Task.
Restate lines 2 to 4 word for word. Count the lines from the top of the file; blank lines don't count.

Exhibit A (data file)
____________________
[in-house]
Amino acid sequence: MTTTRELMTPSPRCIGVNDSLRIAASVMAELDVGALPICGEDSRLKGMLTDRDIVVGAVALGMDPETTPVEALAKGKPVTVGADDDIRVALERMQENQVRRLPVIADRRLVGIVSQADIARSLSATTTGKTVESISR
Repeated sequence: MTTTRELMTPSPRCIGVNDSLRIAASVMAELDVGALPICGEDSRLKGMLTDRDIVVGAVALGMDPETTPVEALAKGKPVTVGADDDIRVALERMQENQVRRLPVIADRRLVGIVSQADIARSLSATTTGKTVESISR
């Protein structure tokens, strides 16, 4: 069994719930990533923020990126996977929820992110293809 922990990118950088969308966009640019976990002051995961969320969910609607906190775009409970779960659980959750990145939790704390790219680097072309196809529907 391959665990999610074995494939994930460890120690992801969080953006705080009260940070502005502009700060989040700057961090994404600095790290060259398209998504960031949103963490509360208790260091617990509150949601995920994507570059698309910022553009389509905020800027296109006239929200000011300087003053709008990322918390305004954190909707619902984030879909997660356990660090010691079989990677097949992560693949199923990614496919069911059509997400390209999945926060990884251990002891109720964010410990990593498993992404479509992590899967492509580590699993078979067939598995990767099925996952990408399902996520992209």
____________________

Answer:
Amino acid sequence: MTTTRELMTPSPRCIGVNDSLRIAASVMAELDVGALPICGEDSRLKGMLTDRDIVVGAVALGMDPETTPVEALAKGKPVTVGADDDIRVALERMQENQVRRLPVIADRRLVGIVSQADIARSLSATTTGKTVESISR
Repeated sequence: MTTTRELMTPSPRCIGVNDSLRIAASVMAELDVGALPICGEDSRLKGMLTDRDIVVGAVALGMDPETTPVEALAKGKPVTVGADDDIRVALERMQENQVRRLPVIADRRLVGIVSQADIARSLSATTTGKTVESISR
């Protein structure tokens, strides 16, 4: 069994719930990533923020990126996977929820992110293809 922990990118950088969308966009640019976990002051995961969320969910609607906190775009409970779960659980959750990145939790704390790219680097072309196809529907 391959665990999610074995494939994930460890120690992801969080953006705080009260940070502005502009700060989040700057961090994404600095790290060259398209998504960031949103963490509360208790260091617990509150949601995920994507570059698309910022553009389509905020800027296109006239929200000011300087003053709008990322918390305004954190909707619902984030879909997660356990660090010691079989990677097949992560693949199923990614496919069911059509997400390209999945926060990884251990002891109720964010410990990593498993992404479509992590899967492509580590699993078979067939598995990767099925996952990408399902996520992209």